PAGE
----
The medical materials inserted in the human body, have been used for decades in the field of regenerative medicine, but prolonged use can cause serious adverse effects with the loss of even different functions, because of inflammatory responses, generation of fibrous tissue, and clots blood that block blood vessels.
Recently, however, a Korean research team has drawn academic attention to developing a technology to reduce these side effects by accumulating cellular peripheral proteins on the surfaces of these materials.
The Korea Institute of Science and Technology ( KIST ) has released a release that Dr. Yoon Ki Joung has successfully developed a material that can be used to accumulate the proteins present on cell membranes on the surface of medical implant materials. A material that can be used to provide targeted cell therapies, as it can be loaded with stem cells.
The researchers coated the surface of the material with a polydopamine compound and a protein ( fibronectin ) capable of binding strongly with the surface of the biomaterial under study. They then cultured cells that produced cell membrane constituents and then removed them while keeping only the extracellular matrix intact, thus leading to the generation of space for cell adhesion needed for medical purposes.
The extracellular matrix in fact allows the union and survival of cells in vivo thanks to its high affinity with them. It can therefore effectively deliver the necessary components to treatment sites and mitigate the side effects caused by medical materials.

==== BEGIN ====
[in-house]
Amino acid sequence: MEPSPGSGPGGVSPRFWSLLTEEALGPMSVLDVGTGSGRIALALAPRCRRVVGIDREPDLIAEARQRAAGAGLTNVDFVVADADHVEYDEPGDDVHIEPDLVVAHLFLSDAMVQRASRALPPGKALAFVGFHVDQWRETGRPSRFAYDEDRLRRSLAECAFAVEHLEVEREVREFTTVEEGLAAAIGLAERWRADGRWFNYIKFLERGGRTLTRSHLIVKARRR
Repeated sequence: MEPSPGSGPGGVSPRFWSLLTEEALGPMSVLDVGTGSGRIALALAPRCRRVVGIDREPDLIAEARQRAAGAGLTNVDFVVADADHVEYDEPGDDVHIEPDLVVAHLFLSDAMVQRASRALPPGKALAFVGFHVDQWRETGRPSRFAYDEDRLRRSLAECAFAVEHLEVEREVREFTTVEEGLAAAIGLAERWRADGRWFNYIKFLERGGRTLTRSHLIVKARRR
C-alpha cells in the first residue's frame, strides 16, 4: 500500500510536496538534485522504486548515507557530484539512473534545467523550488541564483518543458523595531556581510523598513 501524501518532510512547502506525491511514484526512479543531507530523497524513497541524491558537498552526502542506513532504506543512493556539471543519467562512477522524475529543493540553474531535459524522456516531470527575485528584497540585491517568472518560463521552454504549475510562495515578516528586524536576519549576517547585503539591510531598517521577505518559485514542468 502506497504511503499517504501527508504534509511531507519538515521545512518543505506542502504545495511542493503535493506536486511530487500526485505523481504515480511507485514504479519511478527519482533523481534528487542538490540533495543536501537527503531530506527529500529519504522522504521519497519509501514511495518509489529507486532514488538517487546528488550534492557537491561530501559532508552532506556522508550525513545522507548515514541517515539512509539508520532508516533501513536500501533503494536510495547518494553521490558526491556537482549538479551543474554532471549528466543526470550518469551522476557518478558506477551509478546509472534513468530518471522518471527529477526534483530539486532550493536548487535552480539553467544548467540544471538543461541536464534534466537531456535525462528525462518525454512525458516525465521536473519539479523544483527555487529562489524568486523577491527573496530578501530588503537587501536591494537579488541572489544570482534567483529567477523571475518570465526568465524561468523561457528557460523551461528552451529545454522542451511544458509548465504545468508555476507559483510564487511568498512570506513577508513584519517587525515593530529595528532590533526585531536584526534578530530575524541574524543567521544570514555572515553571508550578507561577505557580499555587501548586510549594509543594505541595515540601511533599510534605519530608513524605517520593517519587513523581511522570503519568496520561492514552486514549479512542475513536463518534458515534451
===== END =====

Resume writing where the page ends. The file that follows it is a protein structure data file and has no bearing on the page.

The researchers applied the developed material to the surface of a stent, used during surgical procedures to dilate blocked blood vessels, but which at the same time can potentially cause inflammation or clots as being physically used to expand the vessel could compromise the site where is inserted.
The material developed, therefore, after being applied through endothelial progenitor cells capable of generating blood vessels, showed excellent vasodilation effects. The damaged internal walls have also benefited, with control of regeneration such as to determine a decrease of more than 70% in the rate of neointima (or tunic) formation, a typical side effect of the stent ( restenosis ).
” With this technology, which can be used to improve materials to be inserted into the human body, it is expected to provide a universal platform for the development of long-term implantable diagnostic and therapeutic devices, ” concluded Dr. Ki Joung.